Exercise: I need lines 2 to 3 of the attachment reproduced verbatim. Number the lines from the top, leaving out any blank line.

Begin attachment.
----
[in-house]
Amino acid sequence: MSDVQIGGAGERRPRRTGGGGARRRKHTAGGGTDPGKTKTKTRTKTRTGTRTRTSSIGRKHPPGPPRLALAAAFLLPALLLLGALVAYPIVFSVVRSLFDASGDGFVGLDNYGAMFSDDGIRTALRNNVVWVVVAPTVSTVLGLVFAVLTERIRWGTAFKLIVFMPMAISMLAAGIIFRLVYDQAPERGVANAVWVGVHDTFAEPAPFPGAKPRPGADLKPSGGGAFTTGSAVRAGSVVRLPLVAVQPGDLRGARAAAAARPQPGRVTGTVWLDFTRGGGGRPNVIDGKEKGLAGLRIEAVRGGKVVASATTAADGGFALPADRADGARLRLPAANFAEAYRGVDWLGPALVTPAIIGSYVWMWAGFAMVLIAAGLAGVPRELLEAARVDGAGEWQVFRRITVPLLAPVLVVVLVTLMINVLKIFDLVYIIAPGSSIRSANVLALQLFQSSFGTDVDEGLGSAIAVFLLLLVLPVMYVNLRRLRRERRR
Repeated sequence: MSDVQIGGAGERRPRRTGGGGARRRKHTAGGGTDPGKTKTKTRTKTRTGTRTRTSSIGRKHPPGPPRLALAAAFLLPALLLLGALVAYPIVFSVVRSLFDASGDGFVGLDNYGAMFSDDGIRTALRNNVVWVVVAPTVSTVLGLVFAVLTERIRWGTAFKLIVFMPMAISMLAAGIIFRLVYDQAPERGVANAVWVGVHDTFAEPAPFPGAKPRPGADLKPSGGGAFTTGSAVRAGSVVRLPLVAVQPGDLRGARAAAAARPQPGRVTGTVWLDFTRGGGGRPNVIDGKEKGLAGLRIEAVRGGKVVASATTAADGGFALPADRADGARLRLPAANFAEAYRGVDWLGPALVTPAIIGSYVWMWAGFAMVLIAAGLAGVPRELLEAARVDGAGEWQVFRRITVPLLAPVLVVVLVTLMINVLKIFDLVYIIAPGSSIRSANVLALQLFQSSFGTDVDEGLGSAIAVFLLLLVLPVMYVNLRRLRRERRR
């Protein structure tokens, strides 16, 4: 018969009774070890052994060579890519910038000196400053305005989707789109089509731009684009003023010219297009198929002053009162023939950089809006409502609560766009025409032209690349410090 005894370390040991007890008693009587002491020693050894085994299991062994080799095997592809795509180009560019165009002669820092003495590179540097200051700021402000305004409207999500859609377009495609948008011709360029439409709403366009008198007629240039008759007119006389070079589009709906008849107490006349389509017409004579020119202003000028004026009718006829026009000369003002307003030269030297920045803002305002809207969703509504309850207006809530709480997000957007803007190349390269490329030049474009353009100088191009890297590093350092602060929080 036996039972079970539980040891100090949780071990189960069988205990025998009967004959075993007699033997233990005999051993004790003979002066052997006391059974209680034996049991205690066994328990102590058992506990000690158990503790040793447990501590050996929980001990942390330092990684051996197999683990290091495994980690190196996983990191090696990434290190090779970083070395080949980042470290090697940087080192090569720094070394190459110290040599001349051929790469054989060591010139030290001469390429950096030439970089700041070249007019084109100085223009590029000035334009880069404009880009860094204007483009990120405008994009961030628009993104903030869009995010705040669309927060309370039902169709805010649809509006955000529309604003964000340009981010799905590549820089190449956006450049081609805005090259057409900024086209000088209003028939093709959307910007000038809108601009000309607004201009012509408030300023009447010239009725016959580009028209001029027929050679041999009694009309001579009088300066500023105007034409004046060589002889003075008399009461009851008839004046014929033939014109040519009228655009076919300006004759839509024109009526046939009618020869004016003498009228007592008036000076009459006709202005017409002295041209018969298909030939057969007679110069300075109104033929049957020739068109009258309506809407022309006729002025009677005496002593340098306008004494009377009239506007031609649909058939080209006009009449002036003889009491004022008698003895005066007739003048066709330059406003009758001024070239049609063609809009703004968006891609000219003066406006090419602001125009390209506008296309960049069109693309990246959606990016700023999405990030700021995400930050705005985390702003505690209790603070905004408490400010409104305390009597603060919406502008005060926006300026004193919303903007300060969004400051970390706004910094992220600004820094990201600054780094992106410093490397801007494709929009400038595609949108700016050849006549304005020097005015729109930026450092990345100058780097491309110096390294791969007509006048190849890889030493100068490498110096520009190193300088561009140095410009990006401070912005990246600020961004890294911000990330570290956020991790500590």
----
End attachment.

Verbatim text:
Amino acid sequence: MSDVQIGGAGERRPRRTGGGGARRRKHTAGGGTDPGKTKTKTRTKTRTGTRTRTSSIGRKHPPGPPRLALAAAFLLPALLLLGALVAYPIVFSVVRSLFDASGDGFVGLDNYGAMFSDDGIRTALRNNVVWVVVAPTVSTVLGLVFAVLTERIRWGTAFKLIVFMPMAISMLAAGIIFRLVYDQAPERGVANAVWVGVHDTFAEPAPFPGAKPRPGADLKPSGGGAFTTGSAVRAGSVVRLPLVAVQPGDLRGARAAAAARPQPGRVTGTVWLDFTRGGGGRPNVIDGKEKGLAGLRIEAVRGGKVVASATTAADGGFALPADRADGARLRLPAANFAEAYRGVDWLGPALVTPAIIGSYVWMWAGFAMVLIAAGLAGVPRELLEAARVDGAGEWQVFRRITVPLLAPVLVVVLVTLMINVLKIFDLVYIIAPGSSIRSANVLALQLFQSSFGTDVDEGLGSAIAVFLLLLVLPVMYVNLRRLRRERRR
Repeated sequence: MSDVQIGGAGERRPRRTGGGGARRRKHTAGGGTDPGKTKTKTRTKTRTGTRTRTSSIGRKHPPGPPRLALAAAFLLPALLLLGALVAYPIVFSVVRSLFDASGDGFVGLDNYGAMFSDDGIRTALRNNVVWVVVAPTVSTVLGLVFAVLTERIRWGTAFKLIVFMPMAISMLAAGIIFRLVYDQAPERGVANAVWVGVHDTFAEPAPFPGAKPRPGADLKPSGGGAFTTGSAVRAGSVVRLPLVAVQPGDLRGARAAAAARPQPGRVTGTVWLDFTRGGGGRPNVIDGKEKGLAGLRIEAVRGGKVVASATTAADGGFALPADRADGARLRLPAANFAEAYRGVDWLGPALVTPAIIGSYVWMWAGFAMVLIAAGLAGVPRELLEAARVDGAGEWQVFRRITVPLLAPVLVVVLVTLMINVLKIFDLVYIIAPGSSIRSANVLALQLFQSSFGTDVDEGLGSAIAVFLLLLVLPVMYVNLRRLRRERRR